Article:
#include #include "lefty-righty.h" extern Mutex *Chopstick[PHILOSOPHERS]; strstream *Filler(int n) { int i; strstream *Space; Space = new strstream; for (i = 0; i < n; i++) (*Space) << ' '; (*Space) << '\0'; return Space; } Philosopher::Philosopher(int Number, char id, int iter) : No(Number), Id(id), Iteration(iter) { ThreadName.seekp(0, ios::beg); if (Id == 'L') { // lefties have No followed No+1 ThreadName << "Lefty" << Number + 1 << '\0'; FirstChopstick = No; SecondChopstick = (No + 1) % PHILOSOPHERS; } else { // righties have No+1 followed by No ThreadName << "Righty" << Number + 1 << '\0'; FirstChopstick = (No + 1) % PHILOSOPHERS; SecondChopstick = No; } } void Philosopher::ThreadFunc() { Thread::ThreadFunc(); strstream *Space; int i; Space = Filler(No*2); for (i = 0; i < Iteration; i++) { Delay(); Chopstick[FirstChopstick]->Lock(); Chopstick[SecondChopstick]->Lock(); // gets two chopsticks cout << Space->str() << ThreadName.str() << " begin eating." << endl; Delay(); cout << Space->str() << ThreadName.str() << " finish eating." << endl; Chopstick[FirstChopstick]->Unlock(); // release 2 chopstick Chopstick[SecondChopstick]->Unlock(); } Exit(); // thread terminates } Click here to download this file (lefty-righty.cpp)

The main program requires two command line arguments. The first one gives how many lefty philosophers, and the second indicates the number thinking-eating cycles. Note that because we have 5 philosophers, the number of lefty philosophers must be less than 5 so that there will be at least one righty philosophers to break the circular waiting that causes a deadlock. As in the previous example, we first create all mutex locks for protecting the chopsticks. Then, the philosophers are created and the first few are assigned as lefty philosophers. After a philosopher is created, it is run by calling the method Begin(). Finally, the main thread waits for the completion of its child threads, and then exit.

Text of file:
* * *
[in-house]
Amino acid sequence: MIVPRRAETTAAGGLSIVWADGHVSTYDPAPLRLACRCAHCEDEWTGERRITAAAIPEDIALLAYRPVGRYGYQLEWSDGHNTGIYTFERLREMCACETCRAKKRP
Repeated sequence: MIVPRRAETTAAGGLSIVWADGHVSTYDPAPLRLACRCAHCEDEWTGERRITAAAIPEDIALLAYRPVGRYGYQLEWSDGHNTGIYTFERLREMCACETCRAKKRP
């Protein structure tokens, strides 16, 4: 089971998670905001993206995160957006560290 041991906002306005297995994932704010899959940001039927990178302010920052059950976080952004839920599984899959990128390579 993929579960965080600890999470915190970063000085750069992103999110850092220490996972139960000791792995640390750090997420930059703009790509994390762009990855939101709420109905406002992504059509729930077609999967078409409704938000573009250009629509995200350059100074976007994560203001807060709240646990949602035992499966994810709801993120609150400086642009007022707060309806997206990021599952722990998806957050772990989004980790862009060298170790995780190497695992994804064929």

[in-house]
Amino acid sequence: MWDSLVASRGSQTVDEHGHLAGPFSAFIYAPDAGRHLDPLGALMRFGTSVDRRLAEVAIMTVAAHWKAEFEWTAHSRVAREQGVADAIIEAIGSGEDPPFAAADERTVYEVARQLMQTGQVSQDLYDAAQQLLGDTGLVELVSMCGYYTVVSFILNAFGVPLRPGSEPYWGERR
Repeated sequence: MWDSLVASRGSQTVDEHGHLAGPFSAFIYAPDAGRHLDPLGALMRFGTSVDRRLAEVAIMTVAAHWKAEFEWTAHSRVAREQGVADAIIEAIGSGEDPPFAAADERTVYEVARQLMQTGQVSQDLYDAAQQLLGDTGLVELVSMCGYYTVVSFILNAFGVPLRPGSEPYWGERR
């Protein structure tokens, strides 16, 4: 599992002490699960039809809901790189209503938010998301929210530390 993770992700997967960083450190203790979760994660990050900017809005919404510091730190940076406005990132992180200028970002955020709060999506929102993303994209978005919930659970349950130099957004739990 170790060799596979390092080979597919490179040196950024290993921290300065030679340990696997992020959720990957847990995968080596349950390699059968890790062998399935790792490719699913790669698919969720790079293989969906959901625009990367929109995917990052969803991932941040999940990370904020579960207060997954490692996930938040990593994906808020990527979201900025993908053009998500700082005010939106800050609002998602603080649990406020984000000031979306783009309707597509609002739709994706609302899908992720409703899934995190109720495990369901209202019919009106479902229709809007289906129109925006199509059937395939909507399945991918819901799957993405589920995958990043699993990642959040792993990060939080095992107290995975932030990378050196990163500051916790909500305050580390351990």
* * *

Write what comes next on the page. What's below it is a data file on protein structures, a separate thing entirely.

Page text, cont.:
#include #include #include "lefty-righty.h" Mutex *Chopstick[PHILOSOPHERS]; int main(int argc, char *argv[]) { Philosopher *philosopher[PHILOSOPHERS]; int i; int n; strstream name; if (argc != 3) { cout << "Usage " << argv[0] << " #-of-lefty " << " #-of-iterations." << endl; exit(-1); } else { n = abs(atoi(argv[1])); if (n >= PHILOSOPHERS) { // make sure # of lefties are valid cout << "The number of lefty philosophers MUST be less than " << PHILOSOPHERS << endl; exit(-1); } Iteration = abs(atoi(argv[2])); } // initialize chopstick mutexs for (i = 0; i < PHILOSOPHERS; i++) { name.seekp(0, ios::beg); name << "ChopStick" << i << '\0'; Chopstick[i] = new Mutex(name.str()); } // fire up both righty and lefty philosophers threads for (i = 0; i < PHILOSOPHERS; i++) { if (i < n) // it's a lefty philosopher philosopher[i] = new Philosopher(i, 'L', Iteration); else // it's a righty philosopher philosopher[i] = new Philosopher(i, 'R', Iteration); philosopher[i]->Begin(); } // wait for all philosopher threads for (i=0; i < PHILOSOPHERS; i++) philosopher[i]->Join(); Exit(); return 0; } Click here to download this file (lefty-righty-main.cpp)

### Discussion

We showed that this solution does not have deadlock. How about starvation? It could cause starvation. We saw this possibility informally in the discussion above. However, we can easily see that the starvation example shown in the previous example also works for this deadlock-free version. Will you be able to find more subtle and more complicated starvation examples? Please try it.